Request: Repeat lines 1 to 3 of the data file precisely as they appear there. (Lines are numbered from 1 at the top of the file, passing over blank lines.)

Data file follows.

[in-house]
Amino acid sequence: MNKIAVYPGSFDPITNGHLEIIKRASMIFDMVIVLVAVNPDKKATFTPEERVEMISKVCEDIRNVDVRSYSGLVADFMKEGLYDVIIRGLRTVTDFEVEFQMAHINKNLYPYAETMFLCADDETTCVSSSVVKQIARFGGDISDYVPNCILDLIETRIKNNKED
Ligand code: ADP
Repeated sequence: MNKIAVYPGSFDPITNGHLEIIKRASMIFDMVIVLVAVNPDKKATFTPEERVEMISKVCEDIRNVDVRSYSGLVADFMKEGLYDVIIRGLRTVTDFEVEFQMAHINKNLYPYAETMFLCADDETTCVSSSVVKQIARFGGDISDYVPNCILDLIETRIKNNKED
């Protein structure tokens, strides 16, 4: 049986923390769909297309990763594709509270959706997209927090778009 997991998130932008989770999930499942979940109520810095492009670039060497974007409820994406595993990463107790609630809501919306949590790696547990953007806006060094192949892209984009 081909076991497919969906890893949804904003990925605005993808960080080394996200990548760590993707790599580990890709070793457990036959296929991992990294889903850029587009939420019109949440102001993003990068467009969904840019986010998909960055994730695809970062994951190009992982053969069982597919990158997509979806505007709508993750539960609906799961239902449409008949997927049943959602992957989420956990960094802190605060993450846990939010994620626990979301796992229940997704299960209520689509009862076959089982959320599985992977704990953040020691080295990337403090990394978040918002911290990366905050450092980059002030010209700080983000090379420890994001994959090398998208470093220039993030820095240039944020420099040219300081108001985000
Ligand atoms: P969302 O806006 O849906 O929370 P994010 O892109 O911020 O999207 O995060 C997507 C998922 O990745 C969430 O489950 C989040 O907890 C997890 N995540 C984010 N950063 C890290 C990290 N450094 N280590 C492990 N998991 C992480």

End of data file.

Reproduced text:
[in-house]
Amino acid sequence: MNKIAVYPGSFDPITNGHLEIIKRASMIFDMVIVLVAVNPDKKATFTPEERVEMISKVCEDIRNVDVRSYSGLVADFMKEGLYDVIIRGLRTVTDFEVEFQMAHINKNLYPYAETMFLCADDETTCVSSSVVKQIARFGGDISDYVPNCILDLIETRIKNNKED
Ligand code: ADP